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  • Jason Flurry, CFP

Duplicating a recipe that’s been making millions for decades!


Back in 1930, a lady named Ruth Wakefield made a discovery that’s worth billions today.

While making cookies for her guests at the inn she and her husband owned, Ruth realized she was out of the baker's chocolate she normally used to make her favorite cookies.

She decided to substitute broken pieces of a semi-sweet chocolate bar she received from her friend Andrew Nestle into her Butter Drop Do cookies. What she discovered was that unlike the baker’s chocolate, the chopped up chocolate did not melt completely. Instead it only softened.


The cookie became so popular that she published the recipe in several newspapers and struck a deal with Andrew Nestle from the Nestle Chocolate Company to put the recipe on the back of their chocolate bar. To make it easy for people to make the cookie, Nestle even included a small chopper in their package.


The Inn that Ruth and her husband owned was called the "Toll House Inn." The cookies she invented that day are known as "Toll House Chocolate Chip Cookies" and they’ve helped Nestle grow into $270+ billion brand known around the world.


Standing out Today the chocolate chip cookie is the most popular type of cookie in America. It’s estimated that seven billion chocolate chip cookies are eaten annually and that half of all the cookies baked in American homes are chocolate chip cookies. There are even companies worth millions, like the Great American Cookie Company, that have been built entirely around the chocolate chip cookie.


That’s AMAZING when you really think about it!


Even with thousands of cookie recipes out there, the chocolate chip cookie recipe eighty-plus years later is still the most popular cookie around.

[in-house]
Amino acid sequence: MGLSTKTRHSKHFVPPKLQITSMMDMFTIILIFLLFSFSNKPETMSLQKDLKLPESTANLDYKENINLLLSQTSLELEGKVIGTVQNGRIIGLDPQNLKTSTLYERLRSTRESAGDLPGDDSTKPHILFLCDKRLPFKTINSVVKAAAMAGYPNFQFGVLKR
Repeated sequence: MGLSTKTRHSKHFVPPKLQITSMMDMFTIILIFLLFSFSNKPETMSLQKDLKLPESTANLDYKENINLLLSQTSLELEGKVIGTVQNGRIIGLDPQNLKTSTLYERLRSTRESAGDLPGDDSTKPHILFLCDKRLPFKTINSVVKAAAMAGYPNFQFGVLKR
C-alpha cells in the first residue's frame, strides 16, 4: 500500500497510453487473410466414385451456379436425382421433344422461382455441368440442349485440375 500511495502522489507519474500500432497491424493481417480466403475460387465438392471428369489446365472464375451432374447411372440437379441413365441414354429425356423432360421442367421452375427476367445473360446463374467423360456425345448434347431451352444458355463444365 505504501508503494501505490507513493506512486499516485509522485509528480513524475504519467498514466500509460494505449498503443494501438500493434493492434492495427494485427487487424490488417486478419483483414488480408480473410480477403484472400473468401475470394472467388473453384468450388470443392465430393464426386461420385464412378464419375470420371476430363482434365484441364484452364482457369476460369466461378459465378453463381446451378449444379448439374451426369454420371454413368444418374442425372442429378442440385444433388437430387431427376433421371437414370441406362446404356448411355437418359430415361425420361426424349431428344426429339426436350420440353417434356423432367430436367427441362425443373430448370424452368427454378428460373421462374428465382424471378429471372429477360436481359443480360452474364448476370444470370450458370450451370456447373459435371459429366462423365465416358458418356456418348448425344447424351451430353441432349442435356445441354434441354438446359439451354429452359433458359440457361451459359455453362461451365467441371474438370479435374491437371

Just imagine coming up with a winning recipe like that for yourself. What impact would it make on your children’s future college plans? On your career? And, in your life in general?


Developing a winning recipe for college Hundreds of millions of dollars are spent each year at the college level recruiting the best and brightest students. Now notice what I just said here. I didn’t say that colleges recruit the brightest students only. They also look for those who are the best at something. Being the best, and demonstrating that you are outstanding in some unique way, is also a key ingredient in the recipe for success.


What goes into the recipe of YOU will help make you a favorite at the college of your dreams. So here are a few favorite “ingredients” colleges have paid top dollar for year after year. Use them to make your students as irresistible as a fresh batch of chocolate chip cookies and enjoy the satisfaction a winning recipe provides for you!


Be smarter than the average bear. Colleges want to see that students have challenged themselves in high school and that they’ve risen to the occasion with good grades in rigorous classes. There’s a fine line between protecting GPA and loading up with AP and Honors classes. I talked about balancing rigor and GPA in a previous article, so go check that out if you haven’t seen it yet. Have your students set some goals and push themselves to do the best work of which they’re capable. It may be hard for them, but it’s worth it!